The only time I don't feel bad about walking out of a movie is when I'm at a film festival. Sometimes there's something else I really want to see, and sometimes I'm just so dead-tired that my only options are to leave quietly or snore loudly. But when it comes to a movie I know I'm going to review, there's simply no choice: You watch the whole dang thing. And I'm talking about festivals that show films by Larry Clark, Gregg Araki and Catherine Breillat -- so I know what suffering is. And, apparently, so does Joel Siegel.

Anyway, here's the story, straight from the keyboard of Kevin Smith himself: There was a recent press screening of Clerks 2 in New York City. Apparently the flick's "ribald" nature did not sit well with the refined and delicate sensibilities of Siegel, he of Good Morning America and hundreds of terrible puns masquerading as movie reviews fame. About 40 minutes into the flick, Siegel decided to bail. (That really is strike one, because, as a movie critic, even a homogenized one like Joel Siegel, the very least that you're required to do is finish a freakin' movie. I sat through all of White Chicks and I didn't make a dime for that review; Joel Siegel can suffer through Clerks 2 for his $200k* a year.)

But it wasn't just enough for Mr. Siegel to simply remove himself from the unbearably offensive film. Allegedly he had to make a huge Costanza-like show of it, harrumphing and stomping up the aisle and announcing (out loud) when the last time he walked out on a movie was. Yes, while maybe a hundred other people were sitting there and watching the movie. Hey, Siegel. What gives? You have one of the cushiest jobs in the whole goofy industry and this is how you behave? Hate the movie if you want to (ugh, but then you'd actually have to watch it first!), but save the tantrums for the playground.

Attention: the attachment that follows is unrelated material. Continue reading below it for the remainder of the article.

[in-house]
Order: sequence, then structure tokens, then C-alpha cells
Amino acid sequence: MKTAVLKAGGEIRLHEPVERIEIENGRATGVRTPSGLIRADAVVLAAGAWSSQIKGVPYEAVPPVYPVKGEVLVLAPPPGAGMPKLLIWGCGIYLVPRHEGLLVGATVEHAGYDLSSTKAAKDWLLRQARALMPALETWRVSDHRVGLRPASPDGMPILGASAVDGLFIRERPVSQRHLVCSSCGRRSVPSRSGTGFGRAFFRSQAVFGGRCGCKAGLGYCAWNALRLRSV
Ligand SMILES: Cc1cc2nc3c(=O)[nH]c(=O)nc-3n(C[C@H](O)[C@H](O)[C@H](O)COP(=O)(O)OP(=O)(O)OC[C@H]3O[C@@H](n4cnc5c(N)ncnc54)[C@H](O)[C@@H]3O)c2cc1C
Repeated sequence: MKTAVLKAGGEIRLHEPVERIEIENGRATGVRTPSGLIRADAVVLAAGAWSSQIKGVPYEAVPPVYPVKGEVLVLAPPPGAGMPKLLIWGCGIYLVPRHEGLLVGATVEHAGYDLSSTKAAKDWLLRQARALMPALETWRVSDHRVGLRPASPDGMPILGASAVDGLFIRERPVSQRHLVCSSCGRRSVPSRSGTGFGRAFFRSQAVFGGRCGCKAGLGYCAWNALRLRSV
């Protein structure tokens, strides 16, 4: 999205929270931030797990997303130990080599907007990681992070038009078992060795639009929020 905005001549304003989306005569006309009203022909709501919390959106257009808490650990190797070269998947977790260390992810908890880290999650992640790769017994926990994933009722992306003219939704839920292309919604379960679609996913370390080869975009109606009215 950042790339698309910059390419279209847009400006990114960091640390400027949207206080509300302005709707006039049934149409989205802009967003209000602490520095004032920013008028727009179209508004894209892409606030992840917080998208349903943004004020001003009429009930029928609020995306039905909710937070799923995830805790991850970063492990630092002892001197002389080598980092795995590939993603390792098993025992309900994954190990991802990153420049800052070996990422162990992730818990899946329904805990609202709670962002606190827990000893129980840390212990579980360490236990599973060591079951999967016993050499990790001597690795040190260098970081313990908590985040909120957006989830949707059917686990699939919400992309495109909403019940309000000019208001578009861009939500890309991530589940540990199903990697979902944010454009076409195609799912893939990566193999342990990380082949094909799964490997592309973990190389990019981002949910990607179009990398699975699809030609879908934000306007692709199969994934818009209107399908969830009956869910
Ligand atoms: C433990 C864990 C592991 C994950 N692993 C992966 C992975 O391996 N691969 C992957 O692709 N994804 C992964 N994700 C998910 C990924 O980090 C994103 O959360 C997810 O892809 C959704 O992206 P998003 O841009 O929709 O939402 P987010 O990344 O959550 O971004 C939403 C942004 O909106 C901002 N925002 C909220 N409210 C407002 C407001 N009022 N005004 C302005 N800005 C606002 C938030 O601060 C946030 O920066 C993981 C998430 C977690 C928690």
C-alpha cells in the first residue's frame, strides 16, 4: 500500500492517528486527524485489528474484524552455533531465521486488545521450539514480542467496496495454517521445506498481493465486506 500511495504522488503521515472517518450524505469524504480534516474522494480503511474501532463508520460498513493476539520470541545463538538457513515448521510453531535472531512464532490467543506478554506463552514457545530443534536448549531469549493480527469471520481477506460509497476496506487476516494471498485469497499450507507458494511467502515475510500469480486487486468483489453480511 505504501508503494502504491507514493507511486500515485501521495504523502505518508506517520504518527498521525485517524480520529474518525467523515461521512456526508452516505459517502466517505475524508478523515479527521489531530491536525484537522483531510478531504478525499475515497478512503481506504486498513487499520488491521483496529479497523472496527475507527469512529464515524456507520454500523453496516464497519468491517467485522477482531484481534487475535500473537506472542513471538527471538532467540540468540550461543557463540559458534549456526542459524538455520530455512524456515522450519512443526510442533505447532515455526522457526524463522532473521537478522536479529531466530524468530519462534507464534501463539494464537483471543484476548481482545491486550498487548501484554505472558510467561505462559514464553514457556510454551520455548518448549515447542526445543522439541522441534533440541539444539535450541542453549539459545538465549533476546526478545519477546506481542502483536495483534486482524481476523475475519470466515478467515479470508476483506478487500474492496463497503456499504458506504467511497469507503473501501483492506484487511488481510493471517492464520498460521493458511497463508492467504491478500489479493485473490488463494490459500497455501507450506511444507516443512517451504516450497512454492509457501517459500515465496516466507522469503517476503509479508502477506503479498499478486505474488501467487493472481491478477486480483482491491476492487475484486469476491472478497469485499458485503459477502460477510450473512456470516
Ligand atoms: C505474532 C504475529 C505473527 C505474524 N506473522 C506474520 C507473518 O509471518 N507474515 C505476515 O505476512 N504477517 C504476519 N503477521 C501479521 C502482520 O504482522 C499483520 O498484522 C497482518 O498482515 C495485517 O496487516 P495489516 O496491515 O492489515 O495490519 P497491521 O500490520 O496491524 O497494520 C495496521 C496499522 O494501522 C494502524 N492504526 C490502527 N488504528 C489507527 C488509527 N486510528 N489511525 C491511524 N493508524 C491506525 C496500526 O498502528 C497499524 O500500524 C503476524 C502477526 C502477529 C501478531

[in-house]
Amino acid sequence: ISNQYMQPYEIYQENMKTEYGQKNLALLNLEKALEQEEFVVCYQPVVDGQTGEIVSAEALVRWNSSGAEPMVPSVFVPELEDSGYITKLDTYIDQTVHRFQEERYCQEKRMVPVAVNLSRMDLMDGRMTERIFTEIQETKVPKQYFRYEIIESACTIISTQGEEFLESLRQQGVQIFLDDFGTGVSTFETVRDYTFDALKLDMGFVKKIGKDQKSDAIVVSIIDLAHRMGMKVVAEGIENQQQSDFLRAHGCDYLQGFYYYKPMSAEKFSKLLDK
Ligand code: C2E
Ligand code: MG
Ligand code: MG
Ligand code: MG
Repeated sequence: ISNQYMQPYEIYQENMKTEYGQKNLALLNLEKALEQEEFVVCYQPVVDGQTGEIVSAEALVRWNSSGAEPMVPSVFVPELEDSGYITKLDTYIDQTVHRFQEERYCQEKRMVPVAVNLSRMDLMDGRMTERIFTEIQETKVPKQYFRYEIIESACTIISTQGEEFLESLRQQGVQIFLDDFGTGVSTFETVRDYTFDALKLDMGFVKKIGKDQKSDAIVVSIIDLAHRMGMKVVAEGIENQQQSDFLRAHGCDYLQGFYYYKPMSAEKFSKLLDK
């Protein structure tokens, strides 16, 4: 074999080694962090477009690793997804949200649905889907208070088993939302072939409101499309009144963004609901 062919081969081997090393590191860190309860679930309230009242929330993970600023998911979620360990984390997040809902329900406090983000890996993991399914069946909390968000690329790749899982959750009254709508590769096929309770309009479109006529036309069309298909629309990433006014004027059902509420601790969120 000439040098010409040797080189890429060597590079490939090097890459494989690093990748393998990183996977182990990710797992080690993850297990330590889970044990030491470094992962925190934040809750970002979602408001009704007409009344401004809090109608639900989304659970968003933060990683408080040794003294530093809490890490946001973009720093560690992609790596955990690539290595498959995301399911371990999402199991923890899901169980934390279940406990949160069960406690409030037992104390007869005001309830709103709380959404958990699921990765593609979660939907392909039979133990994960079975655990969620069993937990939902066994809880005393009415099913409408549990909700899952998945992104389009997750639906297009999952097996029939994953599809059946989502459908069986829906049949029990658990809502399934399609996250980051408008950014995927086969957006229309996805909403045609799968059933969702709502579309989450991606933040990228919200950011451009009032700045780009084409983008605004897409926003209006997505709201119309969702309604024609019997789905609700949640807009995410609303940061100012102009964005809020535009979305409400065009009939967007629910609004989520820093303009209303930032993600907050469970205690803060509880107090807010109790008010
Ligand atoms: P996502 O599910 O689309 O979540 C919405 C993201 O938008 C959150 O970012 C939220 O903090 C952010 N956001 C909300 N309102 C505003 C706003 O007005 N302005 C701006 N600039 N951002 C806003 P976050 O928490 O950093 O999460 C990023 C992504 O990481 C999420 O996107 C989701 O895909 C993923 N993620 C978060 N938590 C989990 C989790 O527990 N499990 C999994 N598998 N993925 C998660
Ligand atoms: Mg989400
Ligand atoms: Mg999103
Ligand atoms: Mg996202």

Oh, and here's where it gets fun: Kevin Smith goes absolutely ballistic on Siegel in this blog entry. I know some of you will call not-so-Silent Bob a fool for attacking a critic so vehemently (not to mention publicly), and that's a fair point, but I think he's got every right to call Siegel out in a situation like this. It may not be a director's "place" to call out his critics for their unkind reactions, but it's definitely not a film critic's "place" to behave like a raving idiot in an occupied movie house. Siegel's response to the NY Post goes like this: "It was so foul and mean and repulsive. I finally realized I could not say anything positive ... I wasn't ready for this kind of smut ... I hope he doesn't make any more movies." Poor guy sounds like he just escaped from a Cambodian prison camp.

Either way, it makes for good Clerks 2 press. I'm sure Siegel's pan will keep hundreds of 58-year-old Montana housewives away from the flick.

(* Complete and total guess.)